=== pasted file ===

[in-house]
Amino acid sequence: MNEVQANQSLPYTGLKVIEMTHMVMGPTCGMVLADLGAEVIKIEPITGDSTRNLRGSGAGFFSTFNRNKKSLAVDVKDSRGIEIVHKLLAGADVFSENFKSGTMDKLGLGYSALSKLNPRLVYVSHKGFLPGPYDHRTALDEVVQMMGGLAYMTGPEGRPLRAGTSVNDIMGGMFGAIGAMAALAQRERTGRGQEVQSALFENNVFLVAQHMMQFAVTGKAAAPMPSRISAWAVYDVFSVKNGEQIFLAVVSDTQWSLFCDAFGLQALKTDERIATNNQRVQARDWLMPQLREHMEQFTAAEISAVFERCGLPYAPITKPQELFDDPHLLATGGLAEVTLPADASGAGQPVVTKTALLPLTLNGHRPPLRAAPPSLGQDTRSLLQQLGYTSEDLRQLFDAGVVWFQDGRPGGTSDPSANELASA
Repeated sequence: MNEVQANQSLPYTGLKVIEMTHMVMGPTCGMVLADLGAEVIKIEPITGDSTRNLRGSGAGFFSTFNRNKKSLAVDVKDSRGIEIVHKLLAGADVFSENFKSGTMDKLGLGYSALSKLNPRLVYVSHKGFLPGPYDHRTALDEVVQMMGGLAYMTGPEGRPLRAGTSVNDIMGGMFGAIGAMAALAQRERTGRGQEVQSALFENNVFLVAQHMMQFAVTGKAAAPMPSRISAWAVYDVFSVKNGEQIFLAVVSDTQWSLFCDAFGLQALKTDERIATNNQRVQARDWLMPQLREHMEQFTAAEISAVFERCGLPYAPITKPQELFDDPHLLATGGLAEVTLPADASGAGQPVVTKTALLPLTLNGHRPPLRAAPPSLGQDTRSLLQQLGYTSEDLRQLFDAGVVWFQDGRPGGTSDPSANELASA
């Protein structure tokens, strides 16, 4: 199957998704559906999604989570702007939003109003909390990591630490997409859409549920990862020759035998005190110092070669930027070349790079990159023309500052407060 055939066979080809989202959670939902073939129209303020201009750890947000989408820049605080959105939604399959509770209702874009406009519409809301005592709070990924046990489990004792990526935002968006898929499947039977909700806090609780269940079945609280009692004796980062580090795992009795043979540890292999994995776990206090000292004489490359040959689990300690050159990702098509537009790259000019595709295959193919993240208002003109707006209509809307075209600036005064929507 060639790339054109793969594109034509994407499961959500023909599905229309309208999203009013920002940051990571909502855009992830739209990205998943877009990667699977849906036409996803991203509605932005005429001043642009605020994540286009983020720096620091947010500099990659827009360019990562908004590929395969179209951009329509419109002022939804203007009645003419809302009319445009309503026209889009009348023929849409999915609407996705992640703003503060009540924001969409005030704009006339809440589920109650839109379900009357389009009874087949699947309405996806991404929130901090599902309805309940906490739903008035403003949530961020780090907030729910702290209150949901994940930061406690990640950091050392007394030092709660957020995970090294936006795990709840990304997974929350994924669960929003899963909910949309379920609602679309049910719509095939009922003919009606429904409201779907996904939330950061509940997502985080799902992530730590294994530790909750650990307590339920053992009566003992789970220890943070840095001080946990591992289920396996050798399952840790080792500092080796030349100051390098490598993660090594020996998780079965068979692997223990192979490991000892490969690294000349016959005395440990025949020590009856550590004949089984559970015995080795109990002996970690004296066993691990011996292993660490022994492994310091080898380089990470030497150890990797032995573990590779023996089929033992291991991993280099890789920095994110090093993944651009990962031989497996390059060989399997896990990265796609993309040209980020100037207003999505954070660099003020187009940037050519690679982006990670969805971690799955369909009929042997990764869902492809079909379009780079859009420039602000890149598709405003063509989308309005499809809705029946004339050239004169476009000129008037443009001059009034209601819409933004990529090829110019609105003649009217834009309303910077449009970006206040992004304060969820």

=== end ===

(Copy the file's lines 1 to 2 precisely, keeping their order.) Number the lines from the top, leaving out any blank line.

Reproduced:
[in-house]
Amino acid sequence: MNEVQANQSLPYTGLKVIEMTHMVMGPTCGMVLADLGAEVIKIEPITGDSTRNLRGSGAGFFSTFNRNKKSLAVDVKDSRGIEIVHKLLAGADVFSENFKSGTMDKLGLGYSALSKLNPRLVYVSHKGFLPGPYDHRTALDEVVQMMGGLAYMTGPEGRPLRAGTSVNDIMGGMFGAIGAMAALAQRERTGRGQEVQSALFENNVFLVAQHMMQFAVTGKAAAPMPSRISAWAVYDVFSVKNGEQIFLAVVSDTQWSLFCDAFGLQALKTDERIATNNQRVQARDWLMPQLREHMEQFTAAEISAVFERCGLPYAPITKPQELFDDPHLLATGGLAEVTLPADASGAGQPVVTKTALLPLTLNGHRPPLRAAPPSLGQDTRSLLQQLGYTSEDLRQLFDAGVVWFQDGRPGGTSDPSANELASA